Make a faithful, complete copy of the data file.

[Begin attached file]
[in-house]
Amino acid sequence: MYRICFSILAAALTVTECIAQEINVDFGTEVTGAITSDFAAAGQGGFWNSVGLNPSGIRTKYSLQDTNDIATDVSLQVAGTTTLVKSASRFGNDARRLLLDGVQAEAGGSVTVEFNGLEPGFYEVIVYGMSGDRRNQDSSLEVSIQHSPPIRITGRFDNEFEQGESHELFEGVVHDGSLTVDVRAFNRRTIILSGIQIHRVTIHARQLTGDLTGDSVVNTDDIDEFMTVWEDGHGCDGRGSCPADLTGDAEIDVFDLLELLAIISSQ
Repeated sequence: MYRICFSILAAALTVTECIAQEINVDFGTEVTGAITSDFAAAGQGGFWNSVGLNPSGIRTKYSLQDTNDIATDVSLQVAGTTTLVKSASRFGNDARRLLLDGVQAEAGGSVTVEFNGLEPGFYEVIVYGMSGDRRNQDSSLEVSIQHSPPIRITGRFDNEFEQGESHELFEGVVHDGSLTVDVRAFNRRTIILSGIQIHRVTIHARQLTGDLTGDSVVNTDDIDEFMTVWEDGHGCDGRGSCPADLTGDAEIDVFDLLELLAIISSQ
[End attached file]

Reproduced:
[in-house]
Amino acid sequence: MYRICFSILAAALTVTECIAQEINVDFGTEVTGAITSDFAAAGQGGFWNSVGLNPSGIRTKYSLQDTNDIATDVSLQVAGTTTLVKSASRFGNDARRLLLDGVQAEAGGSVTVEFNGLEPGFYEVIVYGMSGDRRNQDSSLEVSIQHSPPIRITGRFDNEFEQGESHELFEGVVHDGSLTVDVRAFNRRTIILSGIQIHRVTIHARQLTGDLTGDSVVNTDDIDEFMTVWEDGHGCDGRGSCPADLTGDAEIDVFDLLELLAIISSQ
Repeated sequence: MYRICFSILAAALTVTECIAQEINVDFGTEVTGAITSDFAAAGQGGFWNSVGLNPSGIRTKYSLQDTNDIATDVSLQVAGTTTLVKSASRFGNDARRLLLDGVQAEAGGSVTVEFNGLEPGFYEVIVYGMSGDRRNQDSSLEVSIQHSPPIRITGRFDNEFEQGESHELFEGVVHDGSLTVDVRAFNRRTIILSGIQIHRVTIHARQLTGDLTGDSVVNTDDIDEFMTVWEDGHGCDGRGSCPADLTGDAEIDVFDLLELLAIISSQ